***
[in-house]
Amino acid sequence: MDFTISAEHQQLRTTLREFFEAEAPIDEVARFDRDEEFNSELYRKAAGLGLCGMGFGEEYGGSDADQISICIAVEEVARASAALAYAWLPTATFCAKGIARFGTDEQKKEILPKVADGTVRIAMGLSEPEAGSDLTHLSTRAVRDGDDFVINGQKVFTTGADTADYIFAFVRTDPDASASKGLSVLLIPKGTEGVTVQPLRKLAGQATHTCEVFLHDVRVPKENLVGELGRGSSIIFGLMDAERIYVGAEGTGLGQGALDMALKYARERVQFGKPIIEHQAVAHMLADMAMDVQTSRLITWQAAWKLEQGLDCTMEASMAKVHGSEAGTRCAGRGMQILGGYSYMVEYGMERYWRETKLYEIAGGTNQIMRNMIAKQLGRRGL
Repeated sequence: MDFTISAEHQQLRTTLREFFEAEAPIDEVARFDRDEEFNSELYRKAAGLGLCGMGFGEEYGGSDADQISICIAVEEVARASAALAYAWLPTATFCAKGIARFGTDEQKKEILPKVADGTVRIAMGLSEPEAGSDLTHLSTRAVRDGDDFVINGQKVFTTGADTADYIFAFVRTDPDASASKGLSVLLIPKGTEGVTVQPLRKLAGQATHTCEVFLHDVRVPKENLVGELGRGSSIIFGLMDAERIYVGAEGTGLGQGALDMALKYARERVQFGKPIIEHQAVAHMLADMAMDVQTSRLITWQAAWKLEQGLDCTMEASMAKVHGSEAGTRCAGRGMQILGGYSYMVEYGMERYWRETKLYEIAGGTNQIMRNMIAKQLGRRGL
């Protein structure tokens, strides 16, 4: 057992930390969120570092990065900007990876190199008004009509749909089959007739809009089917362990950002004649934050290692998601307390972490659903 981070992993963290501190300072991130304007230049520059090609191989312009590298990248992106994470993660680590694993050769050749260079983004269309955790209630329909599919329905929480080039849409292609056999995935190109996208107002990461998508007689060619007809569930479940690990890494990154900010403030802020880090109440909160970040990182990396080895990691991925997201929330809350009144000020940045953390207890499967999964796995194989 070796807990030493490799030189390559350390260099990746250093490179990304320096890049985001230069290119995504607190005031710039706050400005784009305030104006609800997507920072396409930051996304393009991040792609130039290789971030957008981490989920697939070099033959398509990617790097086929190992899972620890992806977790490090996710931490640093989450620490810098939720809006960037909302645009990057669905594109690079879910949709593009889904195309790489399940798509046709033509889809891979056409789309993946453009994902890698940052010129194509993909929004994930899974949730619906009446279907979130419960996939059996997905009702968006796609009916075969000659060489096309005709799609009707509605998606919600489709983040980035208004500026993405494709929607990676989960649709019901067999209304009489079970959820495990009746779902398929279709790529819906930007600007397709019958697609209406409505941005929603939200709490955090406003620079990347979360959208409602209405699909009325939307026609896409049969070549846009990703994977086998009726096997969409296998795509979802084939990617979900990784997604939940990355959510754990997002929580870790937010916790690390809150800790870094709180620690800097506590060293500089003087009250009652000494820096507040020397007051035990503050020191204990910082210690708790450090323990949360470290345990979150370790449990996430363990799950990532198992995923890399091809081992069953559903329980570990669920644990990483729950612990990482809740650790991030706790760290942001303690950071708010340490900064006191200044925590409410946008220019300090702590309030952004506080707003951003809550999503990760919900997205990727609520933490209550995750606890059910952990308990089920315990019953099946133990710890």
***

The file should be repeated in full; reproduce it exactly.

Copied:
[in-house]
Amino acid sequence: MDFTISAEHQQLRTTLREFFEAEAPIDEVARFDRDEEFNSELYRKAAGLGLCGMGFGEEYGGSDADQISICIAVEEVARASAALAYAWLPTATFCAKGIARFGTDEQKKEILPKVADGTVRIAMGLSEPEAGSDLTHLSTRAVRDGDDFVINGQKVFTTGADTADYIFAFVRTDPDASASKGLSVLLIPKGTEGVTVQPLRKLAGQATHTCEVFLHDVRVPKENLVGELGRGSSIIFGLMDAERIYVGAEGTGLGQGALDMALKYARERVQFGKPIIEHQAVAHMLADMAMDVQTSRLITWQAAWKLEQGLDCTMEASMAKVHGSEAGTRCAGRGMQILGGYSYMVEYGMERYWRETKLYEIAGGTNQIMRNMIAKQLGRRGL
Repeated sequence: MDFTISAEHQQLRTTLREFFEAEAPIDEVARFDRDEEFNSELYRKAAGLGLCGMGFGEEYGGSDADQISICIAVEEVARASAALAYAWLPTATFCAKGIARFGTDEQKKEILPKVADGTVRIAMGLSEPEAGSDLTHLSTRAVRDGDDFVINGQKVFTTGADTADYIFAFVRTDPDASASKGLSVLLIPKGTEGVTVQPLRKLAGQATHTCEVFLHDVRVPKENLVGELGRGSSIIFGLMDAERIYVGAEGTGLGQGALDMALKYARERVQFGKPIIEHQAVAHMLADMAMDVQTSRLITWQAAWKLEQGLDCTMEASMAKVHGSEAGTRCAGRGMQILGGYSYMVEYGMERYWRETKLYEIAGGTNQIMRNMIAKQLGRRGL
């Protein structure tokens, strides 16, 4: 057992930390969120570092990065900007990876190199008004009509749909089959007739809009089917362990950002004649934050290692998601307390972490659903 981070992993963290501190300072991130304007230049520059090609191989312009590298990248992106994470993660680590694993050769050749260079983004269309955790209630329909599919329905929480080039849409292609056999995935190109996208107002990461998508007689060619007809569930479940690990890494990154900010403030802020880090109440909160970040990182990396080895990691991925997201929330809350009144000020940045953390207890499967999964796995194989 070796807990030493490799030189390559350390260099990746250093490179990304320096890049985001230069290119995504607190005031710039706050400005784009305030104006609800997507920072396409930051996304393009991040792609130039290789971030957008981490989920697939070099033959398509990617790097086929190992899972620890992806977790490090996710931490640093989450620490810098939720809006960037909302645009990057669905594109690079879910949709593009889904195309790489399940798509046709033509889809891979056409789309993946453009994902890698940052010129194509993909929004994930899974949730619906009446279907979130419960996939059996997905009702968006796609009916075969000659060489096309005709799609009707509605998606919600489709983040980035208004500026993405494709929607990676989960649709019901067999209304009489079970959820495990009746779902398929279709790529819906930007600007397709019958697609209406409505941005929603939200709490955090406003620079990347979360959208409602209405699909009325939307026609896409049969070549846009990703994977086998009726096997969409296998795509979802084939990617979900990784997604939940990355959510754990997002929580870790937010916790690390809150800790870094709180620690800097506590060293500089003087009250009652000494820096507040020397007051035990503050020191204990910082210690708790450090323990949360470290345990979150370790449990996430363990799950990532198992995923890399091809081992069953559903329980570990669920644990990483729950612990990482809740650790991030706790760290942001303690950071708010340490900064006191200044925590409410946008220019300090702590309030952004506080707003951003809550999503990760919900997205990727609520933490209550995750606890059910952990308990089920315990019953099946133990710890």